Recognition has become a central thematic in contemporary political, social, and international relations theory.
Its fundamentality to social life is apparent in that how we recognise others and are recognized by them is essential to both the identity of individual subjects and the relations between self and other in ethical community.
As such, recognition is properly basic to all social interactions; between individuals, groups, local communities and sovereign states.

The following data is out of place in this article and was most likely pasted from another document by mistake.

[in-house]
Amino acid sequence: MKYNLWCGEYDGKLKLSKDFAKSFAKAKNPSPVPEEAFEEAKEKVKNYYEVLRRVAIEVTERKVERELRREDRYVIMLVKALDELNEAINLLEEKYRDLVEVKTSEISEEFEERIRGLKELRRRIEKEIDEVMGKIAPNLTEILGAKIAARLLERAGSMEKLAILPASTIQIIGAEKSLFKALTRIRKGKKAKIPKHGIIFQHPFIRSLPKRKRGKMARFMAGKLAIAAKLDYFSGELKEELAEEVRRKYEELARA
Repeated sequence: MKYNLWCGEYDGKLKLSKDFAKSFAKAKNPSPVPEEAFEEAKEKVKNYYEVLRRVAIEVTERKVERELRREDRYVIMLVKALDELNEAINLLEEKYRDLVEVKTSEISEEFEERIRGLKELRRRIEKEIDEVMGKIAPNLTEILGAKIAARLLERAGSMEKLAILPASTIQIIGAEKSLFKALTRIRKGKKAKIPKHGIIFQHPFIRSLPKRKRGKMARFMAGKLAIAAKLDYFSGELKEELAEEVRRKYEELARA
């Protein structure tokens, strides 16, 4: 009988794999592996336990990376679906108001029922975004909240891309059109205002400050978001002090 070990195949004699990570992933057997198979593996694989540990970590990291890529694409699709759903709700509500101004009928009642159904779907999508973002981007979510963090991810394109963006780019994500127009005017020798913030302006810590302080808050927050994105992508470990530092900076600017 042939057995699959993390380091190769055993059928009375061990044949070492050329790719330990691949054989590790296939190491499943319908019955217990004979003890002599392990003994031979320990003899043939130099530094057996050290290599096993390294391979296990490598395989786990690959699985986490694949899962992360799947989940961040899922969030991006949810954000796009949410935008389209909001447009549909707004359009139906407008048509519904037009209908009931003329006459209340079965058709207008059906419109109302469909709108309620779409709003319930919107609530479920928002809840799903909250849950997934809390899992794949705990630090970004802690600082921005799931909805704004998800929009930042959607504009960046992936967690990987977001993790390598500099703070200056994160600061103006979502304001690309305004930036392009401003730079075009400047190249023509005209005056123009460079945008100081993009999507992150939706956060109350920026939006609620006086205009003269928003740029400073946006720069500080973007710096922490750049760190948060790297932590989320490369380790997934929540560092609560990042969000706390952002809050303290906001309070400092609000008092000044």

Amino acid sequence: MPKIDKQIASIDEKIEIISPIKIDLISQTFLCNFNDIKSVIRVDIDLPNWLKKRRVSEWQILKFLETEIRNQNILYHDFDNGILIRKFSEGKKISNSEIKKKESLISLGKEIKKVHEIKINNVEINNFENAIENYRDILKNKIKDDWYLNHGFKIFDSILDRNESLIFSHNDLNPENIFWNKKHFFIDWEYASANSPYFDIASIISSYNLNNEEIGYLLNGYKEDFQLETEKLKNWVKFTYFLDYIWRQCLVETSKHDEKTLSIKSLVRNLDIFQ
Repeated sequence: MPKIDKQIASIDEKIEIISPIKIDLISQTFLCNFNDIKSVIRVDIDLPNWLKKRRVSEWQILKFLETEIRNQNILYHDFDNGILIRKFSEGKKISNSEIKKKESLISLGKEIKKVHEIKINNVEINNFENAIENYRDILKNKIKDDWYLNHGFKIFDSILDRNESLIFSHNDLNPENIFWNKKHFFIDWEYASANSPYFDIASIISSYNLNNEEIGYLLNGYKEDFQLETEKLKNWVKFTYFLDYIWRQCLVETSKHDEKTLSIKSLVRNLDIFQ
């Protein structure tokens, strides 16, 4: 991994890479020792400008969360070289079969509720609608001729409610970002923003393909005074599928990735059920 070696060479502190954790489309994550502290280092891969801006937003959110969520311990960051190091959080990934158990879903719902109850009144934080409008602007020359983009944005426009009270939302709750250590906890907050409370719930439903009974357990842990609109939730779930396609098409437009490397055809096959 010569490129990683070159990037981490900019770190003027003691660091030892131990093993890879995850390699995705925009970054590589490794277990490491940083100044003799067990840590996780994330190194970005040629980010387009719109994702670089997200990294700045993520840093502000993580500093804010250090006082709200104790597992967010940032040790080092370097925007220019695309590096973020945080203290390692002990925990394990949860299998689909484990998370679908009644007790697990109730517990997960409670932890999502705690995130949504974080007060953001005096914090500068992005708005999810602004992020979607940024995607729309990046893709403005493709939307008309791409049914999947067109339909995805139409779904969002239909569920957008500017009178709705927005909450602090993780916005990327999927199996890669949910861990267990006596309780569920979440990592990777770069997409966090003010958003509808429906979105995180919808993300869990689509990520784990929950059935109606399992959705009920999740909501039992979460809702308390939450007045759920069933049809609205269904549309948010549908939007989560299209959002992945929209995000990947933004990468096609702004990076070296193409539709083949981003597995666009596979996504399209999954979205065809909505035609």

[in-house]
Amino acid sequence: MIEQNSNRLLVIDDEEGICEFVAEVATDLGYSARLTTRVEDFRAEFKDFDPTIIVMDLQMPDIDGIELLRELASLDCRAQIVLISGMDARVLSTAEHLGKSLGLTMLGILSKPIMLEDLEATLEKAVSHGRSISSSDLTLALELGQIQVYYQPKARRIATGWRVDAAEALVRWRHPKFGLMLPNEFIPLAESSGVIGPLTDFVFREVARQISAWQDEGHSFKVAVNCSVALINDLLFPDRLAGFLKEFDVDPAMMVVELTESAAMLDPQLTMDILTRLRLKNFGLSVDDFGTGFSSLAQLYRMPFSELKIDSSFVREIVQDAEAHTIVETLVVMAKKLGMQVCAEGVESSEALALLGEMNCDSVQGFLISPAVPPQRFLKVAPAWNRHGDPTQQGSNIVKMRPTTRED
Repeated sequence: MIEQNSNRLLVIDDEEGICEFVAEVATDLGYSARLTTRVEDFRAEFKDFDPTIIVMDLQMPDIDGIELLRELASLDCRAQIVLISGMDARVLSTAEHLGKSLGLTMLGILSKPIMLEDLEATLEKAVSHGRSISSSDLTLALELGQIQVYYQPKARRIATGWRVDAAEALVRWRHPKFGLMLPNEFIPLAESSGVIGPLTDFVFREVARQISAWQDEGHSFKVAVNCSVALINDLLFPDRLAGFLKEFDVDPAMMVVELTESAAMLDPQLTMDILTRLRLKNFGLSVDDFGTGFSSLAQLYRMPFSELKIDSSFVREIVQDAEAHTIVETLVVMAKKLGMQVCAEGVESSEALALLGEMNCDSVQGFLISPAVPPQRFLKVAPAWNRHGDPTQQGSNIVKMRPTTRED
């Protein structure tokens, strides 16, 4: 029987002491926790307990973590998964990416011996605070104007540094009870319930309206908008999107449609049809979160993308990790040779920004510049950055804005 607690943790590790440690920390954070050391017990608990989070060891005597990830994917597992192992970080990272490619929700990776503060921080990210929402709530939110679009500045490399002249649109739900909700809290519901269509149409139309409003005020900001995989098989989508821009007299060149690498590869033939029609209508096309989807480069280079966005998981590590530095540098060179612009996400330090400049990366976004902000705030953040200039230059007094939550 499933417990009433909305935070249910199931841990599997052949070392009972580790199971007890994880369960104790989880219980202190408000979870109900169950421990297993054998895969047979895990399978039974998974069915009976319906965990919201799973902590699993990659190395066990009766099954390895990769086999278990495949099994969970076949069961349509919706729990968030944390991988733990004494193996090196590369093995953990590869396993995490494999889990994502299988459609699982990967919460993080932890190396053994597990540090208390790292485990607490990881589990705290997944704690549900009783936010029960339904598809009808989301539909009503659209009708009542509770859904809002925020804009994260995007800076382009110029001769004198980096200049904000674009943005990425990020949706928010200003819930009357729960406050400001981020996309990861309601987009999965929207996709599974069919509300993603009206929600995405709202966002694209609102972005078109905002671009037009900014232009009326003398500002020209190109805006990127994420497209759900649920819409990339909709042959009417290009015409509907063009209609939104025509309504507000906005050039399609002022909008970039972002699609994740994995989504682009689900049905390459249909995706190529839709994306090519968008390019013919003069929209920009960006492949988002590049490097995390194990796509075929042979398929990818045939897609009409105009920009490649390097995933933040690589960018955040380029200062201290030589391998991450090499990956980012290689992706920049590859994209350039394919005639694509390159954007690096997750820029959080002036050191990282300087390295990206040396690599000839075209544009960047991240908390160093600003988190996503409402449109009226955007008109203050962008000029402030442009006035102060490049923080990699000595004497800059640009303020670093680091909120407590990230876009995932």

Without the foundational act of recognition, relations can become unequal and antagonistic, leading to social pathologies, denigration and even open conflict. This volume brings together leading scholars of recognition theory in international relations, sociology and politics, to discuss the potential for recognition to understand the problem of conflict and the possibilities in developing global ethical community. This book was published as a special issue of Global Discourse.